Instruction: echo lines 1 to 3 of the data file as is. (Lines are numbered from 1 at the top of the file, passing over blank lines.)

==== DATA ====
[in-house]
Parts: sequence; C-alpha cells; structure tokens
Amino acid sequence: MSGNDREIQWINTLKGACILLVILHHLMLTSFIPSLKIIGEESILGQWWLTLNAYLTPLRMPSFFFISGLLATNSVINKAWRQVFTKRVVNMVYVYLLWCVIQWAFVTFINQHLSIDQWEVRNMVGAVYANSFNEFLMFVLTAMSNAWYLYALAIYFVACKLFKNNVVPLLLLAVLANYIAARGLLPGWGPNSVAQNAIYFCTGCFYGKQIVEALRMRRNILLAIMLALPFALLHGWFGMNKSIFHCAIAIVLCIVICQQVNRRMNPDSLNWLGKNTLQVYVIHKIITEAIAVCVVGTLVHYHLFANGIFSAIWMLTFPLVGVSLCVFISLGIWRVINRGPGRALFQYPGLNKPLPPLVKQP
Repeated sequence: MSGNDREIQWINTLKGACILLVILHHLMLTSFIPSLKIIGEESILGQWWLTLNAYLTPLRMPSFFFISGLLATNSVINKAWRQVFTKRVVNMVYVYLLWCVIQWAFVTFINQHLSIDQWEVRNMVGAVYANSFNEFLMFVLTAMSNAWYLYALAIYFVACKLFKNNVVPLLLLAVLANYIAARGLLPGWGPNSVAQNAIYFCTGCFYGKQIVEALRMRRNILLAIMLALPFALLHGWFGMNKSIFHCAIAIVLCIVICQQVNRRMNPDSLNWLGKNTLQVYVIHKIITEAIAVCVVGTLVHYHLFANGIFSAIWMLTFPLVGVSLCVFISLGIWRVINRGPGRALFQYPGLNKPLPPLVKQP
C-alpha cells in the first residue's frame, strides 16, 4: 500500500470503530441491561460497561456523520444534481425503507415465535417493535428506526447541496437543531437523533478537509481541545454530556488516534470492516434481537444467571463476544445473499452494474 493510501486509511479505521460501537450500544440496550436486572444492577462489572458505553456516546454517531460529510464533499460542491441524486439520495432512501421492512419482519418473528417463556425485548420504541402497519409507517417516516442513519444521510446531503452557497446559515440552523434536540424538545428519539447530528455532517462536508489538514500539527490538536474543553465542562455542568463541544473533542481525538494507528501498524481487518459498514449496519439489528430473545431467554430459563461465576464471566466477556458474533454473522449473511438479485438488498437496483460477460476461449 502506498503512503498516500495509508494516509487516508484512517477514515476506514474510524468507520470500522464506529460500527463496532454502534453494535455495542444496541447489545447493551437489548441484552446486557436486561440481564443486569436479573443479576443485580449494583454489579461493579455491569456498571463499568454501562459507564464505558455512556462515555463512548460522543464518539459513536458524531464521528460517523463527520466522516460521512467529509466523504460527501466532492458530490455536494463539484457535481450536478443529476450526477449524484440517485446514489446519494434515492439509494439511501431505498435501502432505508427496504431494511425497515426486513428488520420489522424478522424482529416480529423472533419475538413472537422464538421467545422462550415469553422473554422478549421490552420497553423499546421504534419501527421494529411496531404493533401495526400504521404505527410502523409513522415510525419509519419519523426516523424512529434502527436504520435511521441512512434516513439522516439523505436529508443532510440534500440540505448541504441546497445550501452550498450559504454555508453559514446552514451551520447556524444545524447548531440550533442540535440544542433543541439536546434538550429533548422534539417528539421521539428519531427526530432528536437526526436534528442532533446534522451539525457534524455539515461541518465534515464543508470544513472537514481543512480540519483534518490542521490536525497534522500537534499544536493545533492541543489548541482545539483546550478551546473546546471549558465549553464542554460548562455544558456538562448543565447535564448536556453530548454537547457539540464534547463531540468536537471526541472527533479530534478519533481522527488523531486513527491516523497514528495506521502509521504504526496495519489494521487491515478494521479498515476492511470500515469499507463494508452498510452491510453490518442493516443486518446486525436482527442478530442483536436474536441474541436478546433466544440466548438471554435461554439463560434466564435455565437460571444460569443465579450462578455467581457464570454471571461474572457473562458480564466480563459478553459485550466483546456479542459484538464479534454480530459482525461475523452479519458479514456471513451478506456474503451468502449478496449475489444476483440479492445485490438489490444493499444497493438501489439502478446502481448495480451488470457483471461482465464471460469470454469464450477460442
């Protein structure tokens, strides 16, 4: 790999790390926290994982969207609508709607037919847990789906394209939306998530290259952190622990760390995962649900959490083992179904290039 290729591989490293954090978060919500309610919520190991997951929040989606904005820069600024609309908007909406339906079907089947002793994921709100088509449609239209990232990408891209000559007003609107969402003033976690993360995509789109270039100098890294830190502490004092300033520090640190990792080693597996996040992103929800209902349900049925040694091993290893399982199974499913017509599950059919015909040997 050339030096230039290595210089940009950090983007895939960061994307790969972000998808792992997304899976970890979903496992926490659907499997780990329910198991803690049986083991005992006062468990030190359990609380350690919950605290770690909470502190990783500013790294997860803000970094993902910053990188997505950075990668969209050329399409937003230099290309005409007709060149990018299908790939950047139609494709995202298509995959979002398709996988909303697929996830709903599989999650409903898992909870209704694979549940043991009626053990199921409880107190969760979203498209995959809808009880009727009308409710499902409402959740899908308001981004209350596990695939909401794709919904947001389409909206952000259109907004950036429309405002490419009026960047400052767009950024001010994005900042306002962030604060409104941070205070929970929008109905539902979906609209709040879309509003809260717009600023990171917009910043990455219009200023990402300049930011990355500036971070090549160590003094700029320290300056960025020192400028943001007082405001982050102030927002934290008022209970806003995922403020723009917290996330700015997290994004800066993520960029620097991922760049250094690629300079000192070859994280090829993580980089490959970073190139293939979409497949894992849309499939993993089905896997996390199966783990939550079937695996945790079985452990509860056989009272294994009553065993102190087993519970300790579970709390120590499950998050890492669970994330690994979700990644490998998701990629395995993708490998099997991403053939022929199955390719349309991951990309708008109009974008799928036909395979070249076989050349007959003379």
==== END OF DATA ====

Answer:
[in-house]
Parts: sequence; C-alpha cells; structure tokens
Amino acid sequence: MSGNDREIQWINTLKGACILLVILHHLMLTSFIPSLKIIGEESILGQWWLTLNAYLTPLRMPSFFFISGLLATNSVINKAWRQVFTKRVVNMVYVYLLWCVIQWAFVTFINQHLSIDQWEVRNMVGAVYANSFNEFLMFVLTAMSNAWYLYALAIYFVACKLFKNNVVPLLLLAVLANYIAARGLLPGWGPNSVAQNAIYFCTGCFYGKQIVEALRMRRNILLAIMLALPFALLHGWFGMNKSIFHCAIAIVLCIVICQQVNRRMNPDSLNWLGKNTLQVYVIHKIITEAIAVCVVGTLVHYHLFANGIFSAIWMLTFPLVGVSLCVFISLGIWRVINRGPGRALFQYPGLNKPLPPLVKQP